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From: William Ansley <wansley@warwick.net>
Subject: (whorl) Petty complaints (RTTW spoilers)
Date: Wed, 14 Feb 2001 01:08:24 

At 6:03 PM -0500 2/13/01, <akt@attglobal.net> wrote:

>From: Kieran Cleary <kcleary@jb.man.ac.uk>> Subject: Re: (whorl) Pig,
>>  Alga,
>>  Couldn't agree more re Pig. Did he like deciphering that dialect? He
>>  nae!
>It fashed my een! And my kin are Scottish on my mother's side--which
>made it all the more irritating! I know where your kin are from despite
>that "uk" in your address....

Hi, alga and all.

I finally had time to finish RTTW. I can't say that I was all that 
thrilled with it either, for a variety of reasons. I found Pig's 
dialect quite irritating as well; there were some things he said that 
I never figured out.

(Now that I think about it, I suppose that the fact that Hornsilk 
could always understand Pig could be taken as more evidence that 
Hornsilk was really Silk all along. In TBotLS, Silk could always 
understand, Tick, that highly annoying catacrest that always used 
random consonants at the beginnings of the words it spoke. (Something 
that has always bother me: what was the catacrest's real name? It 
couldn't have been Tick, if that's what it called itself.))

In fact I got heartily sick of all of the "distinctive" ways Wolfe 
came up with for his characters to speak in this book: Pig's dialect, 
the village of the Yodas, Olivine's repeating, Olivine's repeating 
herself, Prolocutor Italics and Remora's mumblings.

>  > The encounter with the godling struck me as very similar to one of
>>  meetings with Juturna ('I would save you'), or with the hierodules,
>>  they kneel before him. In a sense, the godling is a debased version of
>>  hierodule, and recognises Silk as the 'holy one'.
>Well, yes. But I do think the operative word is "debased." I love
>Juturna and the hierodules and think they are used *extremely* well by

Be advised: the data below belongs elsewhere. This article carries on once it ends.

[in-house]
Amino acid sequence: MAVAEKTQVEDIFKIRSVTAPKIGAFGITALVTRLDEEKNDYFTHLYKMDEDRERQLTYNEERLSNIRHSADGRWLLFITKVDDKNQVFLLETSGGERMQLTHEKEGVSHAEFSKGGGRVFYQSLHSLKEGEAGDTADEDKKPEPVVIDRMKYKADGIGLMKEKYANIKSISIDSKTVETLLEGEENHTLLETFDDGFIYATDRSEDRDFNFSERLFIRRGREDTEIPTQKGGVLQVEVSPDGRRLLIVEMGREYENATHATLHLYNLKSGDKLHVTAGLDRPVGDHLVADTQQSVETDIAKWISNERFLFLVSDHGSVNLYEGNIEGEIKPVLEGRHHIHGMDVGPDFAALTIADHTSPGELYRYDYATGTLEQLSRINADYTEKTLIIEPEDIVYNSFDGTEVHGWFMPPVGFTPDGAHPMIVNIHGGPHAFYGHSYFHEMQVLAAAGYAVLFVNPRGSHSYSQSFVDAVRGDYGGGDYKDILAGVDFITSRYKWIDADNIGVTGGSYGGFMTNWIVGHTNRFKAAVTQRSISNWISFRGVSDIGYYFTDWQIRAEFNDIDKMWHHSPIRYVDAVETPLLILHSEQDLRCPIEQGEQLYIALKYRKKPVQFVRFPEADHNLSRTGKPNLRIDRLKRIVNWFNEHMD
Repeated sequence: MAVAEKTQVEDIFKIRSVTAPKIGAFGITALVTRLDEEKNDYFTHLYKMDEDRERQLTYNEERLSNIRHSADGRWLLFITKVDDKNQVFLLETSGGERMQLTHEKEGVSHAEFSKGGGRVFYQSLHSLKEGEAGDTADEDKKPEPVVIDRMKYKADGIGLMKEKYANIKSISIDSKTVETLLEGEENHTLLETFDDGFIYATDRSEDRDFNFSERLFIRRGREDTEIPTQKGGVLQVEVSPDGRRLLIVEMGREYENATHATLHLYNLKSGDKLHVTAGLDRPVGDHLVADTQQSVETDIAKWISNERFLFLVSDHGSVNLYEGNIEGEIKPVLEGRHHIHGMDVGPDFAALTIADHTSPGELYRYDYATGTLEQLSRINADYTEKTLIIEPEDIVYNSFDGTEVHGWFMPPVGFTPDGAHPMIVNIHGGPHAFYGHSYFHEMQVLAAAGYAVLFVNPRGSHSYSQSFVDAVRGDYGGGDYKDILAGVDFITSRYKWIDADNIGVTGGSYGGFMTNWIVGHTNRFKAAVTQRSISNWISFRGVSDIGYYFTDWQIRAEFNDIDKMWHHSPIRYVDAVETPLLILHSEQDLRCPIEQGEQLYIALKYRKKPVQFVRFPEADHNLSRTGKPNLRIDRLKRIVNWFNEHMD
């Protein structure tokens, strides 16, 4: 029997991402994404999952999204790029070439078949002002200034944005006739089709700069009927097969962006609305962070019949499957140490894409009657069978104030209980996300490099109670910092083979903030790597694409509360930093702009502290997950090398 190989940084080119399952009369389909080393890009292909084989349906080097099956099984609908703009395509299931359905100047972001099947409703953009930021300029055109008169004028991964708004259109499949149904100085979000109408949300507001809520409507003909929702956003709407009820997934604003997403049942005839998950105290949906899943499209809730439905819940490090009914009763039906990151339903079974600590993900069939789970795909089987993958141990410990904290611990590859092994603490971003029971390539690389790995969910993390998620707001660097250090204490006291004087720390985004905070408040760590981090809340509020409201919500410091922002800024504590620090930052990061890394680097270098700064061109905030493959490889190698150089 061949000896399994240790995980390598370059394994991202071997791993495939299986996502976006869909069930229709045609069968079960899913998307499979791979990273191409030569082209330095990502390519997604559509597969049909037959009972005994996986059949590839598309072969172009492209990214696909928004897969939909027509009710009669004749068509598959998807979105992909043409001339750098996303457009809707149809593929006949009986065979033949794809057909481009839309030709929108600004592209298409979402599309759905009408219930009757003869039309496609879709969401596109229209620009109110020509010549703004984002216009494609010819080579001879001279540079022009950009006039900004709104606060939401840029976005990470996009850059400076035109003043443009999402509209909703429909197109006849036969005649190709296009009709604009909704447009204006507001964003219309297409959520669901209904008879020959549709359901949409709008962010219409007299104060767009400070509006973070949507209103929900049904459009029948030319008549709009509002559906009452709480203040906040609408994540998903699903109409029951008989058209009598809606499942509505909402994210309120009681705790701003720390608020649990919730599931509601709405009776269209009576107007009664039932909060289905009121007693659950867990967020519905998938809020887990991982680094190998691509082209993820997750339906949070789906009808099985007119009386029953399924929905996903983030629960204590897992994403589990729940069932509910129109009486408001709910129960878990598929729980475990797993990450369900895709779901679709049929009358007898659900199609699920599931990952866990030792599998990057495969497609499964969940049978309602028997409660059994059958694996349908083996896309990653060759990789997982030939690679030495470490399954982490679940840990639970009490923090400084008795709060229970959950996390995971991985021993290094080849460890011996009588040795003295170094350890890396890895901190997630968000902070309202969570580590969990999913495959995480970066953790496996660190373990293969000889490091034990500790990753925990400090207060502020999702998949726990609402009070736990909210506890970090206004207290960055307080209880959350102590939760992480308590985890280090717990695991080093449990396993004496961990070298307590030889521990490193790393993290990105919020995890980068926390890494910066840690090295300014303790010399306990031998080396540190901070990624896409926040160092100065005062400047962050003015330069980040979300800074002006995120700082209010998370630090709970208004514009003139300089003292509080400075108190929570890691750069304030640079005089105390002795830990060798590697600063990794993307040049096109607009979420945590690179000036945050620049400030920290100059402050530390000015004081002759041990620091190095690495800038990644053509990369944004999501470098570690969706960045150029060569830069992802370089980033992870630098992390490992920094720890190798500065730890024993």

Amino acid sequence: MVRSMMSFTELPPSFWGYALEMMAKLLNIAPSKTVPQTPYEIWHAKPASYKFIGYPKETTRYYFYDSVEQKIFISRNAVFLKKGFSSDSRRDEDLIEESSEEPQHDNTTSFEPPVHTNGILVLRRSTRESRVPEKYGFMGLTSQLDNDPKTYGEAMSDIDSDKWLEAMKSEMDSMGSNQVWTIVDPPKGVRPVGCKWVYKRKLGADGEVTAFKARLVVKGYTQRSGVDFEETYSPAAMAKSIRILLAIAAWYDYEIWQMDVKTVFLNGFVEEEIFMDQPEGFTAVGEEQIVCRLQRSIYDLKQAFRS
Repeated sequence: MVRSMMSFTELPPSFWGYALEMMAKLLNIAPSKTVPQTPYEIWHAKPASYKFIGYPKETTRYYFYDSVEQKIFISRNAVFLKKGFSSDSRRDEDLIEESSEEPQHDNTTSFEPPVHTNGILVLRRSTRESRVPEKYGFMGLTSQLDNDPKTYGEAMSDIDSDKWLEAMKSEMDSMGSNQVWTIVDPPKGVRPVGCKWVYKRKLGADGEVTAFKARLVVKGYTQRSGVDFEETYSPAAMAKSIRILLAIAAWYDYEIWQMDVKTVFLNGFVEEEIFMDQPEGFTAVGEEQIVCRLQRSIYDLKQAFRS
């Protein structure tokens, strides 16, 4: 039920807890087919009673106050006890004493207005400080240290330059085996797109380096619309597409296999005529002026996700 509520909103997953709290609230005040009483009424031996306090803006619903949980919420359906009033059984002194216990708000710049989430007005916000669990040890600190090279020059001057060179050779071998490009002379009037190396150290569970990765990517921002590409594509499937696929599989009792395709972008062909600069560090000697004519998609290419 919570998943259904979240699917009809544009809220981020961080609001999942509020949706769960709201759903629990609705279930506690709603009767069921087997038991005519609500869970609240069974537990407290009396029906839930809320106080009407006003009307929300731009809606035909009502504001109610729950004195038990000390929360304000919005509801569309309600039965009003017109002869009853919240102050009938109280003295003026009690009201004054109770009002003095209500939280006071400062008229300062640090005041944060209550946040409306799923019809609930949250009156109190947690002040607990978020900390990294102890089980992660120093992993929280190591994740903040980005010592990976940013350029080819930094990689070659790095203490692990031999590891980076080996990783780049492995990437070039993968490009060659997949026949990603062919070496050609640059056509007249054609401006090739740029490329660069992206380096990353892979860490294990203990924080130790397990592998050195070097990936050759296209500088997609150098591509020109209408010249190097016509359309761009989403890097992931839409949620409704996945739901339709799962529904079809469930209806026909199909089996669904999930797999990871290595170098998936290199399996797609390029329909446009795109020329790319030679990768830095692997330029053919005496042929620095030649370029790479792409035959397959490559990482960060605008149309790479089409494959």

>the author (especially in that last book that some on this list like to
>put down), but as I said in an earlier post, the godling, to me, seems
>like a Hollywood special effect that serves no purpose other than cover

I was also bothered by the impossibly large size of the (big) 
godling. Wolfe should make up his mind, is he writing science fiction 
or isn't he?

As far as the cover art goes, this book far surpassed all of the the 
others in the wrongness of the cover, in my opinion. The artist 
apparently read the book with very little attention.

On p. 53 the godling is described as having "a smooth, domed head." 
No mention of a hat or hood. So where does the artist come up withe 
the very peculiar headgear he puts on the godling's head? From p. 139.

The yellow flame of the candle rose; he shut his lantern, mesmerized 
by the end of the godling's thumb, the smoothly rounded face of a 
faceless man wearing a peaked hat that was in fact a claw.

So the artist puts a hood with a bizarre, claw-like forward thrusting 
peak on his godling's head but no claws on his hand. I guess it's 
just me, but I find this profoundly irritating.

More complaints to come!

William Ansley

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